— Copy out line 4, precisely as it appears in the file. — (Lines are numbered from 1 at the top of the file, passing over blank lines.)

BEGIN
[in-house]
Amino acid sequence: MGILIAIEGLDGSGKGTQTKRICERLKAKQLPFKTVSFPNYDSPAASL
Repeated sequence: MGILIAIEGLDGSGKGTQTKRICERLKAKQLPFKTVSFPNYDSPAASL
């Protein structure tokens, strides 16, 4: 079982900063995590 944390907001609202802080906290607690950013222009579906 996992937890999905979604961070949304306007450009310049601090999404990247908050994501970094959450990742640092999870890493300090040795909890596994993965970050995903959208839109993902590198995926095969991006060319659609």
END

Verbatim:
């Protein structure tokens, strides 16, 4: 079982900063995590 944390907001609202802080906290607690950013222009579906 996992937890999905979604961070949304306007450009310049601090999404990247908050994501970094959450990742640092999870890493300090040795909890596994993965970050995903959208839109993902590198995926095969991006060319659609």